Addressing climate challenges with indigenous solutions at a free conference
More and more experts recognize that creating solutions that integrate multiple ways of knowing is essential to a sustainable future in Hawaii and all over the world. The University of Hawaii Office of the Vice-President for Research and Innovation (OVPRI) will highlight this collaborative journey at A EUH Virtual conference on innovation from November 15 to 17. The virtual conference is free and open to the first 1,000 participants. Sign up online.
During the second session, “Āina Momona: cultivating prosperity Hawaii,” On November 16, from 8 a.m. to 10 a.m., a live panel will discuss innovative solutions, rooted in Indigenous knowledge, that can lead to thriving communities over the next century. The panel includes indigenous and non-indigenous natural and social science experts whose work includes kuleana (responsibility, privilege) from mauka (inland) to makai (ocean).
“As we face the complex challenges of the 21st century which are in large part the result of the operating practices of the past 200 years, resulting in climate change, overuse of resources and social disparities, socio-ecological solutions and indigenous ways of knowing are key to solving these problems. challenges, recognizing that humans and nature will either decline together or prosper together, ”said Mélissa Prize, panel moderator and assistant professor in EUH Mānoa Department of Natural Resources and Environmental Management.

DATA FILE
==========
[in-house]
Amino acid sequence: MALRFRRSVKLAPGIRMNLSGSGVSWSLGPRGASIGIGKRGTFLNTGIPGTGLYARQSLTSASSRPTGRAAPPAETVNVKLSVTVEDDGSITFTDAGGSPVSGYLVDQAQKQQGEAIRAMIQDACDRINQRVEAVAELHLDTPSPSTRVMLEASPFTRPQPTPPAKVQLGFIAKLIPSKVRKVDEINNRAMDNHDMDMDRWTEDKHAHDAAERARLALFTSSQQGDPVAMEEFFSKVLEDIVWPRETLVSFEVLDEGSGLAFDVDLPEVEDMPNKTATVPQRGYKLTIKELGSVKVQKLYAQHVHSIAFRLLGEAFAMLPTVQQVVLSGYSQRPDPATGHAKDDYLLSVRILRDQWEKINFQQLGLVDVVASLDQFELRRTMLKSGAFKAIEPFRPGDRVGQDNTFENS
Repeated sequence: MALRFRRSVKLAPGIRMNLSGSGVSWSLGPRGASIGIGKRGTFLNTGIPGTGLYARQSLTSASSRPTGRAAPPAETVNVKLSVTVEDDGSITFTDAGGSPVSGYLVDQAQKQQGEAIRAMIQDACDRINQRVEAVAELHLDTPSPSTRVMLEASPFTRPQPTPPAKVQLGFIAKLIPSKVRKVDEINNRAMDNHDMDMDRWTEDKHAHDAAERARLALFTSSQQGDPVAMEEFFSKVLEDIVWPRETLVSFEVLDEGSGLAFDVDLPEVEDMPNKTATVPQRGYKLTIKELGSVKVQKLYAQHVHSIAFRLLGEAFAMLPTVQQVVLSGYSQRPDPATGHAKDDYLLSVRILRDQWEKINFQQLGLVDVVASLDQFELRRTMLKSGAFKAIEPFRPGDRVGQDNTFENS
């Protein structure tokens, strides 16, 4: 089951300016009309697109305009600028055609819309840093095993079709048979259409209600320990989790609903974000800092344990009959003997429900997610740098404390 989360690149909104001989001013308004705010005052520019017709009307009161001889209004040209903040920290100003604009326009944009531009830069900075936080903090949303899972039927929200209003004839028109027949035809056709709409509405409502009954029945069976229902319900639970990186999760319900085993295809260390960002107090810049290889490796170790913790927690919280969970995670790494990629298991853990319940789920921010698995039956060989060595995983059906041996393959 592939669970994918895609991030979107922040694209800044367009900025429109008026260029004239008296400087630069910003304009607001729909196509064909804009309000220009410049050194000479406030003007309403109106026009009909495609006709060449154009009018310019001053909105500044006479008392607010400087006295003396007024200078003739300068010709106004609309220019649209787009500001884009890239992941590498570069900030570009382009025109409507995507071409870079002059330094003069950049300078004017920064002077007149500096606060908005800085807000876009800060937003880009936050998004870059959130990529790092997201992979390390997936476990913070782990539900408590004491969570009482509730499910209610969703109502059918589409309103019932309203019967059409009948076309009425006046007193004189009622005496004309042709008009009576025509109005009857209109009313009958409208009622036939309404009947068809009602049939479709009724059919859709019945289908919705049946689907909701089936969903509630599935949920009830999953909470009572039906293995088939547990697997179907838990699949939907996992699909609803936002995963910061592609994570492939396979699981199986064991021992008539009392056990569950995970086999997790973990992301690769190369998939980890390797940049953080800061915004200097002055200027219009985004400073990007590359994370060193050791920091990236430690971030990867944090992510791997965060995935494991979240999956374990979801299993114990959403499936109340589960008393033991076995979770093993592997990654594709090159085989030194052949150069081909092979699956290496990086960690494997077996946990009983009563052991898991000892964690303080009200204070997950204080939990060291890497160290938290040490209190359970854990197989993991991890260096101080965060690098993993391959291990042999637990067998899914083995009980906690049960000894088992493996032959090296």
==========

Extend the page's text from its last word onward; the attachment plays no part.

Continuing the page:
Other guest speakers at the roundtable include: Kapua Kawelo, Manager of Natural Resources, US Army Garrison; Christophe sabine, associate dean of research at the School of Ocean and Earth Sciences and Technologies; Mehana Vaughan, associate professor in natural resources and environmental management; Rosie Alegado, associate professor of oceanography and the Sea Grant College Program; and Sharon Ziegler-Chong, director of research and community partnerships at EUH Hi.
“These are panelists who inspire me with their enthusiasm, vision and tireless efforts to restore momona (abundance) across the landscapes and seascapes, and the communities that care for them,” said Price. “This is a great opportunity for a front row seat to hear how we can join them in building a hopeful future. “
- Connecting Native Hawaiian Culture to Modern Astronomy: Monday, November 15, 8 a.m. to 10 a.m.
- ʻĀina Momona: cultivating prosperity Hawaii: Tuesday November 16 from 8 a.m. to 10 a.m.
- UH Innovation and commercialization: Wednesday, November 17, from 8 a.m. to 10 a.m.
For more information, visit the OVPRI website.